Ten days later, I arrived home feeling well armed for the battle that lay ahead. I called the oncologist and cancelled my chemotherapy appointments. I hung up the phone in amazement. I felt so proud of myself...

It's been 13 years since my greatest fear was realized. I have followed Dr. Schachter's program faithfully, and every test I have taken shows that I remain cancer-free. During these years with Dr. Schachter's support, encouragement and close monitoring, I have slowly climbed up out of the depths of my own fears and darkness. I see my evolution as I now ask myself less, "Will I live?" and more, "How will I live?" And if death should knock on my door, I am less scared to open it.

Eight years ago, Scott and I left the stresses of the city to live in a beautiful house we have built ourselves in the middle of the forest at 4500' elevation. Today my passion for living is spilling out of me. I can honestly say that facing my greatest fear, learning to trust my own inner guidance and learning from Dr. Schachter to treat my body with the utmost respect has been the greatest of gifts.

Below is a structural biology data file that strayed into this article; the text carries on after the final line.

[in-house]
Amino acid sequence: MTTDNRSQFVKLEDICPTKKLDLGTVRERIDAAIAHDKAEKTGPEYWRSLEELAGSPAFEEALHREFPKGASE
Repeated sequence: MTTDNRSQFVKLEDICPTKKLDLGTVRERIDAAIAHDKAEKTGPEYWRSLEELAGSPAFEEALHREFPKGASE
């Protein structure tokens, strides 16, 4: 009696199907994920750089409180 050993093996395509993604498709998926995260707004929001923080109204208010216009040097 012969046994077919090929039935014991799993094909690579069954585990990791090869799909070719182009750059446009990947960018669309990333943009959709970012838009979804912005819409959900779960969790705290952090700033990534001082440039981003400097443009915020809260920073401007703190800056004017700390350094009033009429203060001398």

-Susan Stevenson

Susan Stevenson's husband, Scott, has written an award-winning inspirational book, Looks Easy Enough, A Joyful Memoir of Overcoming Disease, Divorce and Disaster, which recounts in more detail the many challenges they both went through during the time that she was fighting breast cancer. Scott's story, from his perspective as Susan's husband and number one supporter, is heartwarming, and recommended reading. Further information about the book can be had on their website:




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2020 Michael B. Schachter, M.D., P.C.